1. The students will research and compile information on the history and culture of Haiti.




  1. The students will conduct short as well as more sustained research projects to answer a question (including a self-generated question) or solve a problem; narrow or broaden the inquiry when appropriate; synthesize multiple sources on the subject, demonstrating understanding of the subject under investigation. (FS)



  1. The students will determine the central ideas or information of a primary or secondary source; provide an accurate summary of the source distinct from prior knowledge or opinions. (FS)



  1. The students will use technology, including the Internet, to produce, publish, and update individual or shared writing products in response to ongoing feedback, including new arguments or information. (FS)


SUGGESTED TIME: Ongoing throughout Haitian Heritage Month. The assignment requires homework and online resources.
DESCRIPTION OF ACTIVITIES:
TEACHER’S NOTES:

  1. Separate research assignments are provided for middle and senior high school students. Use the assignment most appropriate for your students.



  1. This assignment will require homework for research and writing. Teachers may opt to have students complete this assignment in parts over the course of Haitian Heritage Month.

  2. A number of resources on Haiti are available in the Background section of this instructional resource guide. These may serve as initial references for this assignment (e.g., background on history/culture, fast facts, maps). Other references, including the Internet, should also be made available to students.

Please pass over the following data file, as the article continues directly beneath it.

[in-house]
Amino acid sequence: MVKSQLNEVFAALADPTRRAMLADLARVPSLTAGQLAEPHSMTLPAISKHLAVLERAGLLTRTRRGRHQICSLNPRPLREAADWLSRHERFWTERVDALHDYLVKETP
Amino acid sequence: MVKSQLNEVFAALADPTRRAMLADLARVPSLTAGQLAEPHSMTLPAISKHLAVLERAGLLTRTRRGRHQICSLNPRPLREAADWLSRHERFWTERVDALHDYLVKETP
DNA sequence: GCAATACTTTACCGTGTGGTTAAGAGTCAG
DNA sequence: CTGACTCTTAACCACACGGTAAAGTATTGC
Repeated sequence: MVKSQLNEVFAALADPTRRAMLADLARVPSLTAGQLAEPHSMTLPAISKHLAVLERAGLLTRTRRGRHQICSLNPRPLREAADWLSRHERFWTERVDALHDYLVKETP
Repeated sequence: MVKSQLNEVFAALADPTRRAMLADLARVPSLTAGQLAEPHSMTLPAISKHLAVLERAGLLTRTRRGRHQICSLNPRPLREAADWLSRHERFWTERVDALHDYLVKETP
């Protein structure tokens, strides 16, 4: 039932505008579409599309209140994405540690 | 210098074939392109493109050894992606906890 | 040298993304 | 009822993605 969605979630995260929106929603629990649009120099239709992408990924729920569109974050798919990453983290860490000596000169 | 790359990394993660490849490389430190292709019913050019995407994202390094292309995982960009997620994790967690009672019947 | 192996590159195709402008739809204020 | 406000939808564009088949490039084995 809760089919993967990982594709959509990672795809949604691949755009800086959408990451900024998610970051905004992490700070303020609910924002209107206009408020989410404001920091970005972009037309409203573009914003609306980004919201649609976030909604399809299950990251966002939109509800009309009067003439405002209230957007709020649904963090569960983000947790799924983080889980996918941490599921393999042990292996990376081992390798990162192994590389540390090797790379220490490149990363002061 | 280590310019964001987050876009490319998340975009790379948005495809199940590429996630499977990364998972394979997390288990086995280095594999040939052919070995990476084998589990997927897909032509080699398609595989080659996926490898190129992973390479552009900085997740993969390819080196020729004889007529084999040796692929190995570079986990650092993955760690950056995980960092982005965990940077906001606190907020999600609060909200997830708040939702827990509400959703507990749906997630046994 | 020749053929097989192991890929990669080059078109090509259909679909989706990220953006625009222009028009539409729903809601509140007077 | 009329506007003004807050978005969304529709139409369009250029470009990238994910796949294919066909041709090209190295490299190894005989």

3. Teachers may opt to have students work as individuals, in pairs, or in small groups to complete this assignment.

  4. Teachers may choose to have this assignment completed as a paper and pencil assignment or as a student presentation (e.g., oral report, technology presentation).




  1. Explain that this month we are commemorating Haitian Heritage Month.

Show students a map of the Caribbean and Haiti (provided in the Background section of this instructional resource guide.) Ask if any students or their families are from Haiti. Using the maps, ask the Haitian students to identify where they are from in Haiti.

  1. Review the key characteristics of culture (e.g., language, government/politics, education, art, music, dance, religion, traditions, food).

Explain that in the next assignment, students will be examining and summarizing the history, geography, and culture of Haiti.

  1. Have students complete the research assignment entitled, “Haitian History and Culture” (provided).


ASSESSMENT STRATEGY: Completion of “Haitian History and Culture” assignment.
MATERIALS/AIDS NEEDED: “Haitian History and Culture” assignment (provided); maps of Haiti (included in the Background section of this resource guide); references on Haiti (provided in the Background section of this instructional resource guide); additional research resources, including the Internet.